It is also an attempt to sort out the very, very confused feelings I have and have had, feelings of guilt and shame and obligation. I’ve spent 17 years trying to figure out what is right and wrong about being American and a woman with some ambition, and how to make that fit into my boyfriend’s, later husband’s, life. Now, as I approach 40, I am realizing that being an ambitious American woman is actually something I just AM and that I can’t change that enough to make him happy. EVER.

***

It takes only a moment to change a life, to move a destiny in an unwarranted direction. For me, it came the moment I saw a checkered scarf wrapped around his thick neck. Somehow, that piece of clothing meant worlds to me, –Palestinian revolution, leftist ideals, a rebellious heart . A world of depth, one so much more attractive than than the one I came from–the malls and large American-Italian dinners and loud TV featuring moments that could not (should not?) be attained. The perfect moments in which blond Mother, dark-haired Father, older dark haired son and younger blond haired daughter converge on Disney World. Or Disneyland, it doesn’t really matter which . The laughter, the fun. The thin bodies wrapped in fashionable clothes. Ohh, so inviting. So far yet so attainable. If only I could be smarter?prettier?more moral? I could go there, too.

I felt hollow after watching those countless commercials boasting eternal happiness in the moonlit nights near Cinderella’s castle. Beyond the hollowness lay longing–longing to leave the stark reality of two anxious parents in a world which offered nothing but worry. My working class family rejected consumerism and valued history, but also struggled with feelings of inadequacy. I inherited that inadequacy and took it  with me to my elite women’s college. The people around me had a lot more money, a lot more experience, and were better educated than me.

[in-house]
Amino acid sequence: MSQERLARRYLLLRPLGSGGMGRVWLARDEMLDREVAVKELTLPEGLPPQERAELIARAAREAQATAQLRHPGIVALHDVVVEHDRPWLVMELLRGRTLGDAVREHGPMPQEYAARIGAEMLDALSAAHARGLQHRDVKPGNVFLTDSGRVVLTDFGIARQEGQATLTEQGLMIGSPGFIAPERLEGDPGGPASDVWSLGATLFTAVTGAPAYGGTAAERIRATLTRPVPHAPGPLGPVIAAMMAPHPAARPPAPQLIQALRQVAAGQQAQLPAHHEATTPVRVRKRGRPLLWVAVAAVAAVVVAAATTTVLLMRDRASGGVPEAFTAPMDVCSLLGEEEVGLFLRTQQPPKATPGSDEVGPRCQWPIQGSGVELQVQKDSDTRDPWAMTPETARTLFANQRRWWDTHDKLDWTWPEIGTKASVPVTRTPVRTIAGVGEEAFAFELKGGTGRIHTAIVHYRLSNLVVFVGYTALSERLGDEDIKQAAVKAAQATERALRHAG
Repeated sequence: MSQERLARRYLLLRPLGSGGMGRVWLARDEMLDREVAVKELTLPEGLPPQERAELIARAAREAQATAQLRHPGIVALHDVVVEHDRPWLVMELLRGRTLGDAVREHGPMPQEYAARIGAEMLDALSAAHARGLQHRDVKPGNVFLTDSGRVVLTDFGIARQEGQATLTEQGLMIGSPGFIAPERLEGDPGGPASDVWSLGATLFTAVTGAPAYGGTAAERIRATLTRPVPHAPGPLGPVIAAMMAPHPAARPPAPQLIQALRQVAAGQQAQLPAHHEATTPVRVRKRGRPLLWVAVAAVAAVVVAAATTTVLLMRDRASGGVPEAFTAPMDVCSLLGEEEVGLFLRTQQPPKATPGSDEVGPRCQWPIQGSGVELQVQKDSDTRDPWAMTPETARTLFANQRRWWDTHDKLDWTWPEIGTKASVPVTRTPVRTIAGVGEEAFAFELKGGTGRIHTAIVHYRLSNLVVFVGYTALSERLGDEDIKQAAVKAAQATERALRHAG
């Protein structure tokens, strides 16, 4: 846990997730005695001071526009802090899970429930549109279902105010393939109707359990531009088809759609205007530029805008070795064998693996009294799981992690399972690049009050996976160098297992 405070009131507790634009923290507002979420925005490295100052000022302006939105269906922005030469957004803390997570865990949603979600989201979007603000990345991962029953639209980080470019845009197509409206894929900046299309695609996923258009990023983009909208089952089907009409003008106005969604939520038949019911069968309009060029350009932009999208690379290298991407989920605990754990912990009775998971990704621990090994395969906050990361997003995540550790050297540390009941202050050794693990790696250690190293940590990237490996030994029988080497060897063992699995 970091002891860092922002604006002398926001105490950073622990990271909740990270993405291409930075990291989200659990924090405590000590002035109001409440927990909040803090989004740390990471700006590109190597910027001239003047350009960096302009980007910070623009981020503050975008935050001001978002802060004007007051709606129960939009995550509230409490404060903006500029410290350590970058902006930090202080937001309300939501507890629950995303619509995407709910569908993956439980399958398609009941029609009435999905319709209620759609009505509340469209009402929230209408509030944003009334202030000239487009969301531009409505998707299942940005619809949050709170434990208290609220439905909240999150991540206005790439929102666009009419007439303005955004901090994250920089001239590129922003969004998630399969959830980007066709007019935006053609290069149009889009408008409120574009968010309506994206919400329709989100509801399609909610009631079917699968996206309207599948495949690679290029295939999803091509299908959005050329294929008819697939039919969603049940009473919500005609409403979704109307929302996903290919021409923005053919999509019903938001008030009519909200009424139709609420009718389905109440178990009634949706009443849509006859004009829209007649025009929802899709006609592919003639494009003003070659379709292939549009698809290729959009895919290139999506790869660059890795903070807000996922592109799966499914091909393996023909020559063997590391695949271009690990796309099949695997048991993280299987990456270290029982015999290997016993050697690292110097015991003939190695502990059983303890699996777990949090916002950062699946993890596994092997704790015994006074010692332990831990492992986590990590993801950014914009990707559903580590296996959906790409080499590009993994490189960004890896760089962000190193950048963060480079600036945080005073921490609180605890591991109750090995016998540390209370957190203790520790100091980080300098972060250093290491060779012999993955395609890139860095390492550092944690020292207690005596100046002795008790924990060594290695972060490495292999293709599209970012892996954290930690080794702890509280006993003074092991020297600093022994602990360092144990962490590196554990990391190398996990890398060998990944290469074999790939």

When I met A, I was searching for something in between the malls of popular culture and anxiety in my family and elitism of my school. I somehow thought I would find it abroad, in Germany. He was an Iranian exile, a dodger of the Iran-Iraq war, a self-proclaimed leftist-atheist-pacificist who embraced world culture. Or so he claimed.

And I–I was a college student 15 years his younger, fascinated by social causes, driven by a need to do good, and by a strong ambition to prove myself to the world. I was a very, very good girl–no drinking, no drugs, no sex. No desire to so.

Looking back, I was the perfect fodder for  manipulation. In between the cool parties with intellectuals from around the world and the fantastic moments in which we discovered how much we had in common, I was being manipulated. I was told I was naive, that Americans know nothing of the world, that women can be so selfish when they only think of studying. I was told I was uptight for not drinking until I collapsed, and fascist for not voicing the opinion that not everyone should be on welfare. But I didn’t realize it at the time. I simply accepted that I wasn’t as worldly as A and his friends and that my American working class background had somehow brainwashed me. I never even considered that they were wrong.

So when did it first dawn on me that maybe they were?